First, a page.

Oh, and Dave, are you sure it’s Romania you mean to talk about? Is this the same Romania whose credit rating was lowered last week the the status of “junk”. Hardly a shining light for retention of one’s own currency. Indeed, if this is the same Romania you are talking about, you will find them tumbling over themselves to join the Euro in a bid to allay their investors’ fears.

    “We should exit the Eurozone and immediately devalue the (restored) punt to boost our exports.”

    *shakes head in despair*

  • Greenflag

    dave ,

    ‘We should exit the Eurozone and immediately devalue the (restored) punt to boost our exports.”

    IIRC Britain pursued a policy of continuing devaluation in the 70’s and 80’s the idea being that it would improve British manufacturing exports and restore health to the non performing sectors of industry .

    The result ?

    Germany with an appreciating currency held on to most of it’s engineering and auto industry . Britain with it’s devaluationary policies ended up losing it’s auto industry and much of it’s engineering skills.

    Olifear ,

    Not just Romania , but also Serbia and Iceland among others will be signing up for the Euro which could well be the worlds number one reserve currency a few years after this current crisis is over . Britain one would hope will eventually join the eurozone.

  • Ri Na Deise

    Fcuk the EU as far as Im concerned. We’re after gettin our use out of it at this stage. They rode us with Nice and now their trying the same with Lisbon.

  • Avoid the Lisbon Trick. Vote YES to Free Europe at http://www.FreeEurope.info. Last chance…

  • Greenflag

    ri na deise ,

    Go to Iceland – go directly to Iceland -do not pass go -do not collect 200 euros and don’t forget you can have all the worthless currency you want but it won’t buy you a bag of beans .

    Anybody still holding onto sterling as the currency continues to devalue is in for a drubbing . Britain outside the Eurozone will be just a larger Iceland sooner or later, and will given the choice between financial strangulation or the Eurozone will opt for the Eurozone .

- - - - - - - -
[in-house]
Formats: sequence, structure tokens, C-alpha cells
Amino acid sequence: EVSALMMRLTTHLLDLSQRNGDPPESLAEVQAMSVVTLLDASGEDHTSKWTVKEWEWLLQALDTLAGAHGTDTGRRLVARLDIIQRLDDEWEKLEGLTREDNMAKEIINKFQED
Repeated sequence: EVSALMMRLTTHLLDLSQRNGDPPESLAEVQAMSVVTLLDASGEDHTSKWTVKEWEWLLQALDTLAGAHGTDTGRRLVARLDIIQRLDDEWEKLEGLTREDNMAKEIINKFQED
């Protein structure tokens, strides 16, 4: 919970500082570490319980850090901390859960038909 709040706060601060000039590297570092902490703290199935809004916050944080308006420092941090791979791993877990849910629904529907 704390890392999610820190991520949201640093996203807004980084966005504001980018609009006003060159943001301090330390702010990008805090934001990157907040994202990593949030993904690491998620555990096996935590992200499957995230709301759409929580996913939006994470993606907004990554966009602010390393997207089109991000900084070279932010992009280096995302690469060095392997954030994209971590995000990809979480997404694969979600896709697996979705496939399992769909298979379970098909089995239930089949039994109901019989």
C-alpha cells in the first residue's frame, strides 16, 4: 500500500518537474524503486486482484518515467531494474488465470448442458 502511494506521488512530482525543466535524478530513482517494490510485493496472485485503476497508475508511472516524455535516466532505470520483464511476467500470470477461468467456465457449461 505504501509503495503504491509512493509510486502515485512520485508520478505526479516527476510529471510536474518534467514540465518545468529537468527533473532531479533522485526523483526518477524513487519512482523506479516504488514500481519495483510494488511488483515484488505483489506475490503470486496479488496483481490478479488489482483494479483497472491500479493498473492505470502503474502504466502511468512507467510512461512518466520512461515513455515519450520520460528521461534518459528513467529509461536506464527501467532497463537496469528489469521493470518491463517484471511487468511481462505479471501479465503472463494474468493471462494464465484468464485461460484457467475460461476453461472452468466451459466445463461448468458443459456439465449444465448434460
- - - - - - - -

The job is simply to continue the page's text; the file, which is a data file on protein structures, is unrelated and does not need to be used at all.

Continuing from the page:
Excellent article in today’s FT on the hard choices ahead for sterling .

    And the idiots of SF & Libertas expect Ireland to follow the Iceland and UK example ?

    We may be green but not that green;).

  • Greenflag

    William Humbug Jr,

    Free Cornflakes – Vote YES or NO ?

    Europe has been ‘free ‘ since 1945 in the West and since 1990 in the East .

    I’m expecting a demand soon enough for chips in the UK and Ireland to be renamed -‘Libertas Fries ‘ 🙁

    Ireland belongs in the EU and as part of a strong currency zone which will ensure that we will not have to pay an extra ‘premium’ for having the ‘freedom ‘ of a so called ‘sovereign’ currency such as sterling or the Icelandic equivalent .

    Wise up .

    PS the only place where holding sterling now is an advantage in the UK is in Newry, Co Down, Northern Ireland which is just a few miles from the Eurozone . Without the Eurozone nearby retail sales in Newry would be 40% of what they are . And the same can be said for many of NI towns close to the Republic’s border with NI .

  • George

    Still peddling fear and loathing I see Greenflag.

    Iceland is in the mess it’s in because of its crazy economic policies, not because its non-membership of the euro.

    I don’t see the Swiss banging down the EU’s door, do you?

    It’s all a matter of prudence.